Thursday, February 6, 2020
6:00 – 8:00 PM
Doors open at 5:30pm
Rhoda Goldman Plaza
2180 Post Street
San Francisco, CA
At February’s Forum at the Rhoda Goldman Plaza in SF, we addressed:
- How assistive and consumer technology are merging, in everything from hearing aids to smart speakers
- How the internet has become a great benefit, but also a new tool for fraud, especially for older adults
- How digital commerce platforms, such as Uber, Amazon, and Instacart, are changing how and where people are able to age in place
- How robots and artificial intelligence are changing work and leisure for older adults
The convergence of Health Tech and Consumer Tech will continue. One of the latest examples are hearing aids. They are becoming the ‘Apple Watch’ in the ear. At the same time we have moved from open to closed platforms – they do not talk to each other and it forces the consumer to commit to one platform. The innovation interest in this field is often ‘unbridled’ by standards and methodology and demands consumer vigilance.
There is now a nearly unlimited amount of data that can be collected in the home. It is a challenge to figure out how to interpret this data in a meaningful and effective way in healthcare delivery – f.ex. what does it mean when the sensor reports that a person does not open the fridge until noon – is it just because they are reading a good book and staying in bed or have they have fallen and cannot get up?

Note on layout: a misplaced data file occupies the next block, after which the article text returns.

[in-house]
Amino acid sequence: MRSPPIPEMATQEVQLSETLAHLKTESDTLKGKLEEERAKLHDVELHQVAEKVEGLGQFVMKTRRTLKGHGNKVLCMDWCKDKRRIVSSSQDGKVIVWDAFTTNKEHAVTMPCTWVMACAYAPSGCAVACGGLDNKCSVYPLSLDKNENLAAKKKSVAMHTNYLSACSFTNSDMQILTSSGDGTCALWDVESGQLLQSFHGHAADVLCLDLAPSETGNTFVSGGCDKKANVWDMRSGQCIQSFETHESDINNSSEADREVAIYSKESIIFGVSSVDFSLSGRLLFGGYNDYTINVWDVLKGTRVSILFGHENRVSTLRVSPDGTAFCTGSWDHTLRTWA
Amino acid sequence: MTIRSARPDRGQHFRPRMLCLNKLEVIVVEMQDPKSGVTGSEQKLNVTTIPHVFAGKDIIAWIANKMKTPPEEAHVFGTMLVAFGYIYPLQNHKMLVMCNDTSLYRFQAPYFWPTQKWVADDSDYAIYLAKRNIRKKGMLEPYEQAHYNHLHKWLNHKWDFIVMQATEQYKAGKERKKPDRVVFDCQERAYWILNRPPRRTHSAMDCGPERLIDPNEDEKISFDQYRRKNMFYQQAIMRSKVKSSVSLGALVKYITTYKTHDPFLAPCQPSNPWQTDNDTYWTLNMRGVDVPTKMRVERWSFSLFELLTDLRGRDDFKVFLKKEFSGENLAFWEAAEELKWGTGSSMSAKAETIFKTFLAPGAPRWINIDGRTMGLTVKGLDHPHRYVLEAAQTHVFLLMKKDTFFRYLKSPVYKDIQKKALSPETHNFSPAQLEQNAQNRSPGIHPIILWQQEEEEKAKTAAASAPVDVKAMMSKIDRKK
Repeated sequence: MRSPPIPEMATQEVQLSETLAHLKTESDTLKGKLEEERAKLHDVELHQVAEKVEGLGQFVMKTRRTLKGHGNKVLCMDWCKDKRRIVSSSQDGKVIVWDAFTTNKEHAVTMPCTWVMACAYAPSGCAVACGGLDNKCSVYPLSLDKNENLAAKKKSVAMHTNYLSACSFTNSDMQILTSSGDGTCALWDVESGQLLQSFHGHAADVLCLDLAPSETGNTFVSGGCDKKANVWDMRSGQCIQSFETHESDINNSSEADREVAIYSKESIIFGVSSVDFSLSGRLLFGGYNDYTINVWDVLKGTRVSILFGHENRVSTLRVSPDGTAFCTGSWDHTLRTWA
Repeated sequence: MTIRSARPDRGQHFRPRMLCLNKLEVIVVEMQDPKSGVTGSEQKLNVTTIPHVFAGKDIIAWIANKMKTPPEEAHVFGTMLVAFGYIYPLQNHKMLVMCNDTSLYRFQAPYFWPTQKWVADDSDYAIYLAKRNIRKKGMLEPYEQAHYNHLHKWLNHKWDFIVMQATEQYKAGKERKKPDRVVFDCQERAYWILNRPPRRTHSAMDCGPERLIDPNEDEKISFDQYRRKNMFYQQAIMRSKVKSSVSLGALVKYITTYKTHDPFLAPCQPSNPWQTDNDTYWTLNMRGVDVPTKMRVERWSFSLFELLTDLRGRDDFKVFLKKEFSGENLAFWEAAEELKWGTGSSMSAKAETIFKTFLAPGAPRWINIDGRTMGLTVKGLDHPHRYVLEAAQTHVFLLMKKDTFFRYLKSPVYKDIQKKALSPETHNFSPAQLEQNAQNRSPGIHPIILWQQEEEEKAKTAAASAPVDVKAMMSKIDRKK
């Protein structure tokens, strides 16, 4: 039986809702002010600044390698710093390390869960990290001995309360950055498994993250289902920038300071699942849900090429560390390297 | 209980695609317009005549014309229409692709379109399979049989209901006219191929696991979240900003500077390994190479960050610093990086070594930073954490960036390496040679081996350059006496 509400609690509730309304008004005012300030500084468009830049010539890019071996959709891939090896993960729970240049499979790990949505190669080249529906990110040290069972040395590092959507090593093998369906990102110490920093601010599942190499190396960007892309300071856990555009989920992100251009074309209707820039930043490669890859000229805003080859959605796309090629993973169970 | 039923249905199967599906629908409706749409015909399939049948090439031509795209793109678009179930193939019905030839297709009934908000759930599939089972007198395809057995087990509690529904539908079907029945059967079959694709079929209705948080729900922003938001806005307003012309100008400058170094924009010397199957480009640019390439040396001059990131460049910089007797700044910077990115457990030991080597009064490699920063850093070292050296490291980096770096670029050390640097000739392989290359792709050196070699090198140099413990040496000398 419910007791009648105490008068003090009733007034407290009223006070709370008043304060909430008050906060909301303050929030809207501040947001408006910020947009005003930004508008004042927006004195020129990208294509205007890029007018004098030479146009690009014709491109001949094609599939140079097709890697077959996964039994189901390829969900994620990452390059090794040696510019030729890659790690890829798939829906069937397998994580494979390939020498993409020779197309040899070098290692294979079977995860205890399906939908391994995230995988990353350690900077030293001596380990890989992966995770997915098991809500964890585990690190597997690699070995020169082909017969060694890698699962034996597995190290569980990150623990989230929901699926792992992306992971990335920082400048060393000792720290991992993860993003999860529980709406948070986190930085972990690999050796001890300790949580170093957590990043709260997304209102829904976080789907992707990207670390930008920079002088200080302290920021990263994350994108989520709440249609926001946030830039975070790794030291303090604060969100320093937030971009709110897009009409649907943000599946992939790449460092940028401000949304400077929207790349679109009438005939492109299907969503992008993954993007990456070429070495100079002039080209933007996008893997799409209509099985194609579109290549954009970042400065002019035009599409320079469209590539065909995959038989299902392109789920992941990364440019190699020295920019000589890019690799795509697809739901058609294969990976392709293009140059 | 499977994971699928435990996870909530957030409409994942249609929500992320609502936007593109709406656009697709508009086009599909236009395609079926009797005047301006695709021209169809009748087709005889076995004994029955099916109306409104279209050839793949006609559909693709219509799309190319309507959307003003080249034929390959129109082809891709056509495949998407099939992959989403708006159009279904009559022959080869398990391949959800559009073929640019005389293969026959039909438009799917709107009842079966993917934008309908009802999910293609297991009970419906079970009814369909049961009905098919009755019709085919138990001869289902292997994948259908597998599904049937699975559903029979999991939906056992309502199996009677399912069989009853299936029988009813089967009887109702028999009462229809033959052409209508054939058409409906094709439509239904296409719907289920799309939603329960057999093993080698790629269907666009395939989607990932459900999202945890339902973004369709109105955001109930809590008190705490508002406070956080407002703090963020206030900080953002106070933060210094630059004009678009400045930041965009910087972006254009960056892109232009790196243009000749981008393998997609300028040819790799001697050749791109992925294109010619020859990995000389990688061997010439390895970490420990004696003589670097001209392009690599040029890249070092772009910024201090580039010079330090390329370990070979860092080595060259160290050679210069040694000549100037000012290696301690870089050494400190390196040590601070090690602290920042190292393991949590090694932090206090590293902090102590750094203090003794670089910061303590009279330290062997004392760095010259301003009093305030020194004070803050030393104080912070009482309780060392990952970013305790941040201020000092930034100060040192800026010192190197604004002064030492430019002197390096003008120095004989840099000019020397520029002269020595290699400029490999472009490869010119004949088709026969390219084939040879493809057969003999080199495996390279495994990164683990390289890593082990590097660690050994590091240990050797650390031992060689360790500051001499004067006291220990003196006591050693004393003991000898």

It is a challenge to adapt software applications to changing needs. Most people acquire multiple disabilities during the aging process. Healthcare policies are slowly changing and providers are starting to be reimbursed for technology as part of healthcare delivery (telehealth and beyond).
Thank you to our amazing speakers:
- Dan Gillette, educator, researcher and designer, CITRIS and Public Health Institute.
- Anita Aaron, Disability Inclusion Strategist, former Executive Director of World Institute on Disability.
- Katy Weber, entrepreneur, PopHealth Solutions.
- Alexis Chettiar, Vice President of Clinical Operations, Center for Elders Independence, to uncover what the future of aging technology might look like.